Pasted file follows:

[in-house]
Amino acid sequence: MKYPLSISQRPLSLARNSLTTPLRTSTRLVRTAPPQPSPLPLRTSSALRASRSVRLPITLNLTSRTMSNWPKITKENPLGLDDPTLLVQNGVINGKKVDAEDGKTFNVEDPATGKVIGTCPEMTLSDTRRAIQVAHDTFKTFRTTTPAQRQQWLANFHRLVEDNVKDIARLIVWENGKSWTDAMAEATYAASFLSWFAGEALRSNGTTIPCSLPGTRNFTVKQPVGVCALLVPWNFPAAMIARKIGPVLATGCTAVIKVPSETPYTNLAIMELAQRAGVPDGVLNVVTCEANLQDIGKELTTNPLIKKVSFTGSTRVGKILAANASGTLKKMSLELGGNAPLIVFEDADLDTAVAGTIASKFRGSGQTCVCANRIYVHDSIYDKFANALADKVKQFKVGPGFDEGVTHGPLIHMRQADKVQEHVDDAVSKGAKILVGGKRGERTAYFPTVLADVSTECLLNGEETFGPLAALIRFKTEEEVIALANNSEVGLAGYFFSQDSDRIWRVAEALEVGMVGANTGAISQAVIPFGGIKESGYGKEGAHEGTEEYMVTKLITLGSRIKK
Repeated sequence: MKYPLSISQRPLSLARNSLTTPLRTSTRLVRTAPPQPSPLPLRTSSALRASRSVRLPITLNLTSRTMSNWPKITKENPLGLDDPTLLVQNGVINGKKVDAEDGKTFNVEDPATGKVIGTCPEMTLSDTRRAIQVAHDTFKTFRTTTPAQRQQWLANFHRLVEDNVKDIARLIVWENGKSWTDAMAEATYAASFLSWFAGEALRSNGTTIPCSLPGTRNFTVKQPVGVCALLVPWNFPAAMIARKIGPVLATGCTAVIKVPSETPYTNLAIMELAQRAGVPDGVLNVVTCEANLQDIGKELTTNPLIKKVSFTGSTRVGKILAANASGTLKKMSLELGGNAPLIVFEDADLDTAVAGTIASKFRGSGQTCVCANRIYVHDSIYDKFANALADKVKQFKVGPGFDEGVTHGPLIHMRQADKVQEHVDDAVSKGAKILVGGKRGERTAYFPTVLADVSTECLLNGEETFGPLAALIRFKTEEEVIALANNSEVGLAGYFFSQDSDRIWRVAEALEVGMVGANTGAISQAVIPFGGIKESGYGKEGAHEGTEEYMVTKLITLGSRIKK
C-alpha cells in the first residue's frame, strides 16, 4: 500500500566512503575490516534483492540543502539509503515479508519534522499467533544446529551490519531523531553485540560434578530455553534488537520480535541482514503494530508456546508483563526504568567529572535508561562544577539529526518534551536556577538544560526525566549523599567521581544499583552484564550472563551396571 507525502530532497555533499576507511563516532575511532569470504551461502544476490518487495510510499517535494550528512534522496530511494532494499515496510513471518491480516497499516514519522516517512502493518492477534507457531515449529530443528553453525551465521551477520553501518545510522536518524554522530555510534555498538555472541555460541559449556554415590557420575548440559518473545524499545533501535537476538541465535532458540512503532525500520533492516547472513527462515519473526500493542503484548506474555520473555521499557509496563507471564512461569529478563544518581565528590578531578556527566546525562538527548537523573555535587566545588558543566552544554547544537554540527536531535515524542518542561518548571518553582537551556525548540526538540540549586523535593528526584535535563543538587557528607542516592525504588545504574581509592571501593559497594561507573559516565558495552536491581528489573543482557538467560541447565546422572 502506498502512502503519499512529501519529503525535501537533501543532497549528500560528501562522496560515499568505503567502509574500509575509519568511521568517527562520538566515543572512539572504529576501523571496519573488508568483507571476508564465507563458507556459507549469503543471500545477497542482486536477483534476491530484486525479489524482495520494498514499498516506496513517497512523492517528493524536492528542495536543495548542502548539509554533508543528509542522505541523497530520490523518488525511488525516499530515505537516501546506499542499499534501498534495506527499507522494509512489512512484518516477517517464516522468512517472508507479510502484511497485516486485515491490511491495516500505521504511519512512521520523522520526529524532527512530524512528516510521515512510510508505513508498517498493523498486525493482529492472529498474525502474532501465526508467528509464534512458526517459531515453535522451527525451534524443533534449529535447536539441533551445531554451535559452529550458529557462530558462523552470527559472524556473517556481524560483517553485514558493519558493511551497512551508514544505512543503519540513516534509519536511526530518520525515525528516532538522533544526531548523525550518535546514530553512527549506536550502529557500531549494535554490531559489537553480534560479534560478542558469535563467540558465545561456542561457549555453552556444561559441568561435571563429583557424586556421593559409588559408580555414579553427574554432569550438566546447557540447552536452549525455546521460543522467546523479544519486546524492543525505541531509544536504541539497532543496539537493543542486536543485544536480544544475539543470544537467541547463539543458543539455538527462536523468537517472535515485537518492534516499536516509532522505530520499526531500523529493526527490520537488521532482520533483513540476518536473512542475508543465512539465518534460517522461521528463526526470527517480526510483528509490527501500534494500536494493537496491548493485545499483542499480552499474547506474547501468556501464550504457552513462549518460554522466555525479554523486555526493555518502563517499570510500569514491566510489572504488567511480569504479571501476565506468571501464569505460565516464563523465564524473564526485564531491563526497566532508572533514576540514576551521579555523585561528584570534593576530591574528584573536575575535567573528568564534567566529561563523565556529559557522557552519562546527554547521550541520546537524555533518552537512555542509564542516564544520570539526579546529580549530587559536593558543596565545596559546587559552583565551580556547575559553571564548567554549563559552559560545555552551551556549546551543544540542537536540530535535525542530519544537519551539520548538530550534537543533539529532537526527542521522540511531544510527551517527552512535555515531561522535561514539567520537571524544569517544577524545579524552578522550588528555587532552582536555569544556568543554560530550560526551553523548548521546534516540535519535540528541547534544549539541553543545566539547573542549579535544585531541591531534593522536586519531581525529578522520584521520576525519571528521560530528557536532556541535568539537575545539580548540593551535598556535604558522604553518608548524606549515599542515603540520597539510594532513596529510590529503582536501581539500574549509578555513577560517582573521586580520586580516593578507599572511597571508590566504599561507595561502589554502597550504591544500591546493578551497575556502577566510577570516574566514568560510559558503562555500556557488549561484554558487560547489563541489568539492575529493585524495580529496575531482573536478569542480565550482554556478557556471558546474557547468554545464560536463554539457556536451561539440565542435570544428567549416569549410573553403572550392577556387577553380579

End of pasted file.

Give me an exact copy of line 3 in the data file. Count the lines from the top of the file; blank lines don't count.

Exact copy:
Repeated sequence: MKYPLSISQRPLSLARNSLTTPLRTSTRLVRTAPPQPSPLPLRTSSALRASRSVRLPITLNLTSRTMSNWPKITKENPLGLDDPTLLVQNGVINGKKVDAEDGKTFNVEDPATGKVIGTCPEMTLSDTRRAIQVAHDTFKTFRTTTPAQRQQWLANFHRLVEDNVKDIARLIVWENGKSWTDAMAEATYAASFLSWFAGEALRSNGTTIPCSLPGTRNFTVKQPVGVCALLVPWNFPAAMIARKIGPVLATGCTAVIKVPSETPYTNLAIMELAQRAGVPDGVLNVVTCEANLQDIGKELTTNPLIKKVSFTGSTRVGKILAANASGTLKKMSLELGGNAPLIVFEDADLDTAVAGTIASKFRGSGQTCVCANRIYVHDSIYDKFANALADKVKQFKVGPGFDEGVTHGPLIHMRQADKVQEHVDDAVSKGAKILVGGKRGERTAYFPTVLADVSTECLLNGEETFGPLAALIRFKTEEEVIALANNSEVGLAGYFFSQDSDRIWRVAEALEVGMVGANTGAISQAVIPFGGIKESGYGKEGAHEGTEEYMVTKLITLGSRIKK